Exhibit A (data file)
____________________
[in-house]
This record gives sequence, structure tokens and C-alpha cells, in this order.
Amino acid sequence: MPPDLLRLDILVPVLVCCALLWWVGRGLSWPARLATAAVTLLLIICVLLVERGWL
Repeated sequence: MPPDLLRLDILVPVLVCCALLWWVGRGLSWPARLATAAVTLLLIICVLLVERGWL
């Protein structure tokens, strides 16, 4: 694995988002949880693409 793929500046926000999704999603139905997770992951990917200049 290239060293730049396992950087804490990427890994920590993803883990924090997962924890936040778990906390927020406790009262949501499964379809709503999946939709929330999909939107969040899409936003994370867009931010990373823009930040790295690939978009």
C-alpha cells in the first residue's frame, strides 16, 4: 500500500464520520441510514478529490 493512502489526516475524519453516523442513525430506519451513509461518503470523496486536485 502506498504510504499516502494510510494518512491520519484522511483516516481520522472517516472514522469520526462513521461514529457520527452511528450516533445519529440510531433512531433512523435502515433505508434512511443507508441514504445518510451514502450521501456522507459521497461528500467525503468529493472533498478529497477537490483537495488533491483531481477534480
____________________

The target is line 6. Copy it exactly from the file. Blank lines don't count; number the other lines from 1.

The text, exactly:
C-alpha cells in the first residue's frame, strides 16, 4: 500500500464520520441510514478529490 493512502489526516475524519453516523442513525430506519451513509461518503470523496486536485 502506498504510504499516502494510510494518512491520519484522511483516516481520522472517516472514522469520526462513521461514529457520527452511528450516533445519529440510531433512531433512523435502515433505508434512511443507508441514504445518510451514502450521501456522507459521497461528500467525503468529493472533498478529497477537490483537495488533491483531481477534480